Buy With Prime Pricing

Buy with Prime fees are 20-40% per transaction, or even more for items below $20 due to the $1.50/order minimum Prime service fee. Yet, fees are not as critical as whether Buy with Prime is worth the operational investment.

Buy with Prime fee includes the Prime service fee, the fulfillment fee, the storage fee, and the payment processing fee:

  • Prime service fee (per order): 3% of order value (minimum $1.50/order)
  • Payment processing fee (per order): 2.4% of order value plus $0.30; applies until 4/30/2023 (compared to a standard 2.9% plus $0.30 rate)
  • Fulfillment fee (per unit): starting at $5.38 for 1 unit order; gets cheaper per unit for orders with more than 1 unit
  • Inventory storage fee (per cubic foot): $0.87 per cubic foot per month

Buy with Prime pricing

Buy with Prime service fee, presumably, charges for a Prime member more likely to check out due to the presence of the Buy with Prime button. Amazon claims that adding the button lifts conversions by 25%, a claim yet to be verified by anyone else. If true, 3% for a 25% lift in sales is a no-brainer. The service’s payment processing fees are in-line with other e-commerce providers.

Buy with Prime fulfillment fees are based on the product’s weight and size, the same as Amazon’s Fulfillment by Amazon (FBA) or Multi-Channel Fulfillment (MCF) fees. BWP fulfillment fees are slightly higher than FBA but are mostly lower than MCF and are significantly cheaper than MCF for the same two-day delivery: a product in the “Large standard” size tier costs $3.86 to fulfill with FBA, $5.80 with Buy with Prime, $7.35 with slower and $9.53 with two-day Multi-Channel Fulfillment.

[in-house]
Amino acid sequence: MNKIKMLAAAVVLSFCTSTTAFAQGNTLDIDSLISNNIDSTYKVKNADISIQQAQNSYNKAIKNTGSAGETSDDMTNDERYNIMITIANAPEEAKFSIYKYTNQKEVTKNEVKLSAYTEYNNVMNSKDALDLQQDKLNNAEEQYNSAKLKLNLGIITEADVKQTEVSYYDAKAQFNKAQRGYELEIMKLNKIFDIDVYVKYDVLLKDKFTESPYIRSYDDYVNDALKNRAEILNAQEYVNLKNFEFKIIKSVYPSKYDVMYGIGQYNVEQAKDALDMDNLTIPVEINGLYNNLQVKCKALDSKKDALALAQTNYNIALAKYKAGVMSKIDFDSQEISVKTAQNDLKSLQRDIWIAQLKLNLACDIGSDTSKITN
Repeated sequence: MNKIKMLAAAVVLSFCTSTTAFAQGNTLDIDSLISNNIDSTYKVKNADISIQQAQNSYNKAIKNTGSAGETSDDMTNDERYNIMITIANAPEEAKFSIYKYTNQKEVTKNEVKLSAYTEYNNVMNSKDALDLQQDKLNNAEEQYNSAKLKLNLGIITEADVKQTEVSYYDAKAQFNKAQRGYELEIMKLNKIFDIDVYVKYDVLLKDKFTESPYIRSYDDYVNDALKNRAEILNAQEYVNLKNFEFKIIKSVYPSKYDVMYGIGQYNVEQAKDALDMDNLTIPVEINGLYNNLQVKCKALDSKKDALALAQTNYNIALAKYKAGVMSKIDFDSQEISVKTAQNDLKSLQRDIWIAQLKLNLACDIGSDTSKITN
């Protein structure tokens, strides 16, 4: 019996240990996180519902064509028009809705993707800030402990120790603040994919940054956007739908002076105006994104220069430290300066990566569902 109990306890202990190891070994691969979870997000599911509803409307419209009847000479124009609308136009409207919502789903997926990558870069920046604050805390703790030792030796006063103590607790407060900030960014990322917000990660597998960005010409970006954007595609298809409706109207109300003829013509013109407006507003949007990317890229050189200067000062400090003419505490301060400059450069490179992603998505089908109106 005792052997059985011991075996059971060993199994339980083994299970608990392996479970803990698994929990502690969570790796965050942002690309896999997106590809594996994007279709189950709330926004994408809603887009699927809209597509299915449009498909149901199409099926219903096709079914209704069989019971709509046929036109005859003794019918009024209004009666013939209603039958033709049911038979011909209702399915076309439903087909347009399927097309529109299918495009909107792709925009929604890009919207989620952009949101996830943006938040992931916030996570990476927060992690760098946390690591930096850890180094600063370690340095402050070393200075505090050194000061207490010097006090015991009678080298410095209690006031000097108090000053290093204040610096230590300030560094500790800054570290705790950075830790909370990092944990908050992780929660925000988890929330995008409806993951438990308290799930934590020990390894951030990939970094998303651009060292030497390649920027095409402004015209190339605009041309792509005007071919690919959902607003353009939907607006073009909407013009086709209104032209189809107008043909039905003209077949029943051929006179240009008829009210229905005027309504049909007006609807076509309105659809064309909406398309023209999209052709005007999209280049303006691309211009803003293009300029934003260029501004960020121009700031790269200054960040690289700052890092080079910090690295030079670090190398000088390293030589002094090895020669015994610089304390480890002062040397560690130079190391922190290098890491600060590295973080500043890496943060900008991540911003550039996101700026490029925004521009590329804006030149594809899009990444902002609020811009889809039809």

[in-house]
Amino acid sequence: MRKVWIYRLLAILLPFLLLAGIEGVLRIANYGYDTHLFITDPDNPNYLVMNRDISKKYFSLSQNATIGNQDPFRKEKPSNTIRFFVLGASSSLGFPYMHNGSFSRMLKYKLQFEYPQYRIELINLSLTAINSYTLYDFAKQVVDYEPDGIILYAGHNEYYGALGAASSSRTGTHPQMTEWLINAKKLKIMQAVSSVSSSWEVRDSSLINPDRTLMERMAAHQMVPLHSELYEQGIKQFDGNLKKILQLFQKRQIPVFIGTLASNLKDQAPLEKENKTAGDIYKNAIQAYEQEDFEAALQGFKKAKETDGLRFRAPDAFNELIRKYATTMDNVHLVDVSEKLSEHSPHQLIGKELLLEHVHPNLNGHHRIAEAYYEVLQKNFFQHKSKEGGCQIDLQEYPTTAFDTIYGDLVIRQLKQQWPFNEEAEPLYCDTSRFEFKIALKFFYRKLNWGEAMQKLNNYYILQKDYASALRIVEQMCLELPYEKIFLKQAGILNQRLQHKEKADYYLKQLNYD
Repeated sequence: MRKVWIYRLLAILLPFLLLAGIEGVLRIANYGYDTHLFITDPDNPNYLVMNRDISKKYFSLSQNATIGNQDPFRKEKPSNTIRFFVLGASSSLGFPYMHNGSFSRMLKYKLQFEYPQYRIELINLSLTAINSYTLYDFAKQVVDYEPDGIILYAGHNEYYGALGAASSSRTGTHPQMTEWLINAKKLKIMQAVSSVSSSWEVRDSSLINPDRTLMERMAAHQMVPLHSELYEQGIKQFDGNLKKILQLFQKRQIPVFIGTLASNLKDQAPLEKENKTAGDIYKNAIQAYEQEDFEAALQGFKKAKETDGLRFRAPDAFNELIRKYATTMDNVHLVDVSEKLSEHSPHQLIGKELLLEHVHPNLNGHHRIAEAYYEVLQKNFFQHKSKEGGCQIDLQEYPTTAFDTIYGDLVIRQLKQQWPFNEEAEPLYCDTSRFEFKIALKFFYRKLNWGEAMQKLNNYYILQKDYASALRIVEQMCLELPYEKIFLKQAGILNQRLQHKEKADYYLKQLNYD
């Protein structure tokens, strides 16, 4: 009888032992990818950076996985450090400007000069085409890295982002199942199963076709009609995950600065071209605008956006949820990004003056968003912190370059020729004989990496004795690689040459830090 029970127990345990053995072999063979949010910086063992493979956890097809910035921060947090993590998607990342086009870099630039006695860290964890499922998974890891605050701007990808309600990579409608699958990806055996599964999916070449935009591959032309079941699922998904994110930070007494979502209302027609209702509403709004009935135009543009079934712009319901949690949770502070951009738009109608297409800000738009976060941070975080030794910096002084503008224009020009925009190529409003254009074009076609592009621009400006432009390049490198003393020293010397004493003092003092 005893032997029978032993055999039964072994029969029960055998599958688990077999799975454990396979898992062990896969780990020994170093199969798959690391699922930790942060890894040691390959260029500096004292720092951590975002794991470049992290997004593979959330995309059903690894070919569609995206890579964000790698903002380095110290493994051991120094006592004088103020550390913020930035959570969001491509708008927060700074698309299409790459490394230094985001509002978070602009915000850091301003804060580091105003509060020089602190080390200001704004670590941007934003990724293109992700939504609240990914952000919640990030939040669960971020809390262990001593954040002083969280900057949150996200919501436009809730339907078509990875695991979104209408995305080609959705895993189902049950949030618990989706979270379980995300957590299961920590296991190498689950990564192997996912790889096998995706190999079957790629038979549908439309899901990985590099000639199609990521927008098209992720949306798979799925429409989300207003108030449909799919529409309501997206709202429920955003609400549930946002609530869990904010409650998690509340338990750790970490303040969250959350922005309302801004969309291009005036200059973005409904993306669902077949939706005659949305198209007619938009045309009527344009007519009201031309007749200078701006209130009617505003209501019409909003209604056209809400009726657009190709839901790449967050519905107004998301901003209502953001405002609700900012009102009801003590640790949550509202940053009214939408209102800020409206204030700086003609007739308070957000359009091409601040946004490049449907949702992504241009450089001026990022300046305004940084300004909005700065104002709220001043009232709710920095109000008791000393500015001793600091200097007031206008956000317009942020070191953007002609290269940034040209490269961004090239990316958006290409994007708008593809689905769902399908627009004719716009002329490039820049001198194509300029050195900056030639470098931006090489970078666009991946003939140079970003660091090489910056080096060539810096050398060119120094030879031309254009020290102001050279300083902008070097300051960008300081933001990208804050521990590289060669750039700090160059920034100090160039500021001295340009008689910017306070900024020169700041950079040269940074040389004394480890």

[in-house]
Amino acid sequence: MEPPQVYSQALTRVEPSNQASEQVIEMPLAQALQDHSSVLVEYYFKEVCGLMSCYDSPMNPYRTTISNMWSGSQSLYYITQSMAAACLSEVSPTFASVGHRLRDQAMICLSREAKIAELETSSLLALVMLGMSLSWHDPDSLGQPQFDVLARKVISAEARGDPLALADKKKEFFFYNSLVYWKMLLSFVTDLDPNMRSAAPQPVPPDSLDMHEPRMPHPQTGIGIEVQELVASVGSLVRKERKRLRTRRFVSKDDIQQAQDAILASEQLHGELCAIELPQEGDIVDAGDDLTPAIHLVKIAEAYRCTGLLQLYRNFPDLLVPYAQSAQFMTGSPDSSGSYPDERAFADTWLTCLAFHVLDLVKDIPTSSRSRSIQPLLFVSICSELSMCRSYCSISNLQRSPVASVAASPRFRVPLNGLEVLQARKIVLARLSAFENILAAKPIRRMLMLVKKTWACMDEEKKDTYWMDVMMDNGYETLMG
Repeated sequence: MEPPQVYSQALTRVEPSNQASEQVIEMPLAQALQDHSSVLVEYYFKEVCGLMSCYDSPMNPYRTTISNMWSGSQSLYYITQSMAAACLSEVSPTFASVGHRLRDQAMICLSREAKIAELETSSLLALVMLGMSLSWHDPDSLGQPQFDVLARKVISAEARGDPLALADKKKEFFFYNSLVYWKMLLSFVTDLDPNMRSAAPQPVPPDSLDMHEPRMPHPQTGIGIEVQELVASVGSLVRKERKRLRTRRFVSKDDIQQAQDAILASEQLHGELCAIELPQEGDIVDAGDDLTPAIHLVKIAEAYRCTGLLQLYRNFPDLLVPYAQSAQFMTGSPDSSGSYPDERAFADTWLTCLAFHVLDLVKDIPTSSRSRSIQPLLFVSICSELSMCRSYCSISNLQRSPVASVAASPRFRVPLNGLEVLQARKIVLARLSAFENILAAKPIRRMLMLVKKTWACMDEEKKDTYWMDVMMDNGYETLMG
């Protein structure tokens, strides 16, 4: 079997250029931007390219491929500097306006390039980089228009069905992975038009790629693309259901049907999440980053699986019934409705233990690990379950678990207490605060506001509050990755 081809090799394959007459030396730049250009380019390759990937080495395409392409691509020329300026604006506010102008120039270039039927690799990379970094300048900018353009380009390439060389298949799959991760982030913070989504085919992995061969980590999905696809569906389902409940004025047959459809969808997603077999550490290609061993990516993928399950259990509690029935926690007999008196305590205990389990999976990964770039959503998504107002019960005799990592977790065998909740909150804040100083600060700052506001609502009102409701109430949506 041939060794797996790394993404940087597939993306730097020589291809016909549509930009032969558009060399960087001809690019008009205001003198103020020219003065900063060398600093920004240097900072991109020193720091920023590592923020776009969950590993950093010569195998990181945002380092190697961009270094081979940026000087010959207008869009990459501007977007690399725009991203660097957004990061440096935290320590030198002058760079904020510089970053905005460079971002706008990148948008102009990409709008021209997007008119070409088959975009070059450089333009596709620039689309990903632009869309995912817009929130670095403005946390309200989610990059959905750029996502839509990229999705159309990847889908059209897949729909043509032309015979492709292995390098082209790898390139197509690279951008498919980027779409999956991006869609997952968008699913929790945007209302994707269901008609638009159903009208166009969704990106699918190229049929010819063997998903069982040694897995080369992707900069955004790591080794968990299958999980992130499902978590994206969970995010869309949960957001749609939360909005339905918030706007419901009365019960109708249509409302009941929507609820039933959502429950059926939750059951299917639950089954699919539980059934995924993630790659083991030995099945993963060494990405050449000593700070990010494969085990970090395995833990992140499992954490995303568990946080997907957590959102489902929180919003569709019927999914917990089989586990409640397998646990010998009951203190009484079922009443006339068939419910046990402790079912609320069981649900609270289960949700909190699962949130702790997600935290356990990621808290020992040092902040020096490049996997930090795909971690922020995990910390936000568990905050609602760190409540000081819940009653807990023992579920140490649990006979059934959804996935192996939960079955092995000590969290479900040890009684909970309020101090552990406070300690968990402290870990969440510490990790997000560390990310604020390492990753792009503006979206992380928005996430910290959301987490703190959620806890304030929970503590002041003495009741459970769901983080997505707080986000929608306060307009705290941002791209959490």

Buy with Prime fulfillment fees are competitive or near average compared to alternatives like Shopify’s Fulfillment Network (SFN) or other 3PLs. It’s hard to compare accurately because not all services focus on Prime-like two-day delivery, few include returns in their pricing, and many have different size tiers and storage fees. Buy with Prime is not a replacement for 3PLs since it only fulfills orders for Prime members, but for some, Amazon could become their sole fulfillment network if they choose to use MCF for non-Prime website orders.

E-commerce would likely do better by relying on Amazon less than more. But this month, Amazon is making Buy with Prime available to all brands after launching it as an invite-only program in April 2022.

Buy with Prime is not a competitor for Apple Pay, Shopify Pay, or other one-click checkouts, nor is it competing for fulfillment business with Shopify’s Fulfillment Network or other 3PLs. Instead, Buy with Prime is a buy-in to the Amazon-Prime flywheel ecosystem. And thus, Buy with Prime fees is unlikely to be a show-stopper. The crucial consideration is whether enough Prime shoppers shop on the brand’s website for the brand to consider sending some inventory to Amazon.

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Juozas Kaziuk─Śnas

Founder of Marketplace Pulse, Juozas wears multiple hats in the management of Marketplace Pulse, including writing most of the articles. Based in New York City. Advisor to other startups and entrepreneurs. Occasional speaker at conferences.

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